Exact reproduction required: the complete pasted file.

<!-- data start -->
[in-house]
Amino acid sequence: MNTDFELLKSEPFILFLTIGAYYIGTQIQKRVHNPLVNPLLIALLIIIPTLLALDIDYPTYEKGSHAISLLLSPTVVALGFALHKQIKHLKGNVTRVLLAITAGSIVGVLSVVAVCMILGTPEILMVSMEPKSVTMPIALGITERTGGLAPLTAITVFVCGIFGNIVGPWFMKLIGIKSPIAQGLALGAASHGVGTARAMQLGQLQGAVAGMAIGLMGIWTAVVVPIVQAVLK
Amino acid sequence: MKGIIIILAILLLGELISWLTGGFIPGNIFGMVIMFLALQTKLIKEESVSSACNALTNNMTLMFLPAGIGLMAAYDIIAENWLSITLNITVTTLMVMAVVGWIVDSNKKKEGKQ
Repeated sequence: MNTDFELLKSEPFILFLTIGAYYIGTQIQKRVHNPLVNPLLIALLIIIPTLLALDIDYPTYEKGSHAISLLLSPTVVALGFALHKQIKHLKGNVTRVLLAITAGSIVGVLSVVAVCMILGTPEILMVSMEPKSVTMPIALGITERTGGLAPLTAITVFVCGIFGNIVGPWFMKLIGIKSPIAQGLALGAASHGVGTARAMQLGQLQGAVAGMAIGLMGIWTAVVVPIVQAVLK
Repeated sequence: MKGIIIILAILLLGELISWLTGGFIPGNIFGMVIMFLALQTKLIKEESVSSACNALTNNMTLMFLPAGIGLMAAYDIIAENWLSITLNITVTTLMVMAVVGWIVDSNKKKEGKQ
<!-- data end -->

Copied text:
[in-house]
Amino acid sequence: MNTDFELLKSEPFILFLTIGAYYIGTQIQKRVHNPLVNPLLIALLIIIPTLLALDIDYPTYEKGSHAISLLLSPTVVALGFALHKQIKHLKGNVTRVLLAITAGSIVGVLSVVAVCMILGTPEILMVSMEPKSVTMPIALGITERTGGLAPLTAITVFVCGIFGNIVGPWFMKLIGIKSPIAQGLALGAASHGVGTARAMQLGQLQGAVAGMAIGLMGIWTAVVVPIVQAVLK
Amino acid sequence: MKGIIIILAILLLGELISWLTGGFIPGNIFGMVIMFLALQTKLIKEESVSSACNALTNNMTLMFLPAGIGLMAAYDIIAENWLSITLNITVTTLMVMAVVGWIVDSNKKKEGKQ
Repeated sequence: MNTDFELLKSEPFILFLTIGAYYIGTQIQKRVHNPLVNPLLIALLIIIPTLLALDIDYPTYEKGSHAISLLLSPTVVALGFALHKQIKHLKGNVTRVLLAITAGSIVGVLSVVAVCMILGTPEILMVSMEPKSVTMPIALGITERTGGLAPLTAITVFVCGIFGNIVGPWFMKLIGIKSPIAQGLALGAASHGVGTARAMQLGQLQGAVAGMAIGLMGIWTAVVVPIVQAVLK
Repeated sequence: MKGIIIILAILLLGELISWLTGGFIPGNIFGMVIMFLALQTKLIKEESVSSACNALTNNMTLMFLPAGIGLMAAYDIIAENWLSITLNITVTTLMVMAVVGWIVDSNKKKEGKQ